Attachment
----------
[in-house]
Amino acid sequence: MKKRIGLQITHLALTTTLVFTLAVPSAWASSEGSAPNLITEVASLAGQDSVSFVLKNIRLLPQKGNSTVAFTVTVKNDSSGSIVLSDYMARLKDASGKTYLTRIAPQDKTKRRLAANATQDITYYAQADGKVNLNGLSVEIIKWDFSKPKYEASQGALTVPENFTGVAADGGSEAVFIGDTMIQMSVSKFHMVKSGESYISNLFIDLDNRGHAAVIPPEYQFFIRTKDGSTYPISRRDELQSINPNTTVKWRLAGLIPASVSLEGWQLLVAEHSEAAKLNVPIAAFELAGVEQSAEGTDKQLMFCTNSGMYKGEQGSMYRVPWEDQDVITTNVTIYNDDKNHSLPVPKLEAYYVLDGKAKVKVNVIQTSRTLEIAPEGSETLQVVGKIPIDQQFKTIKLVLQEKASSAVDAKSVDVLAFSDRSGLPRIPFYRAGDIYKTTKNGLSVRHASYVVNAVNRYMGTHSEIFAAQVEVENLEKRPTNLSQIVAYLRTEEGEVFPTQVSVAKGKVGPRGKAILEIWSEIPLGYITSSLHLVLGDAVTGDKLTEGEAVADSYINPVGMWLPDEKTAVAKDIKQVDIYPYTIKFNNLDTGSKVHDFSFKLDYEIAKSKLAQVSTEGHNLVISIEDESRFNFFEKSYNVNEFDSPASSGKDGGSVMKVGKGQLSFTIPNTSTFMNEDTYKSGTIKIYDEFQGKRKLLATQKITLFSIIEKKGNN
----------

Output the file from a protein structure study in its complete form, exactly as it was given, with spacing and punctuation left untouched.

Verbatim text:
[in-house]
Amino acid sequence: MKKRIGLQITHLALTTTLVFTLAVPSAWASSEGSAPNLITEVASLAGQDSVSFVLKNIRLLPQKGNSTVAFTVTVKNDSSGSIVLSDYMARLKDASGKTYLTRIAPQDKTKRRLAANATQDITYYAQADGKVNLNGLSVEIIKWDFSKPKYEASQGALTVPENFTGVAADGGSEAVFIGDTMIQMSVSKFHMVKSGESYISNLFIDLDNRGHAAVIPPEYQFFIRTKDGSTYPISRRDELQSINPNTTVKWRLAGLIPASVSLEGWQLLVAEHSEAAKLNVPIAAFELAGVEQSAEGTDKQLMFCTNSGMYKGEQGSMYRVPWEDQDVITTNVTIYNDDKNHSLPVPKLEAYYVLDGKAKVKVNVIQTSRTLEIAPEGSETLQVVGKIPIDQQFKTIKLVLQEKASSAVDAKSVDVLAFSDRSGLPRIPFYRAGDIYKTTKNGLSVRHASYVVNAVNRYMGTHSEIFAAQVEVENLEKRPTNLSQIVAYLRTEEGEVFPTQVSVAKGKVGPRGKAILEIWSEIPLGYITSSLHLVLGDAVTGDKLTEGEAVADSYINPVGMWLPDEKTAVAKDIKQVDIYPYTIKFNNLDTGSKVHDFSFKLDYEIAKSKLAQVSTEGHNLVISIEDESRFNFFEKSYNVNEFDSPASSGKDGGSVMKVGKGQLSFTIPNTSTFMNEDTYKSGTIKIYDEFQGKRKLLATQKITLFSIIEKKGNN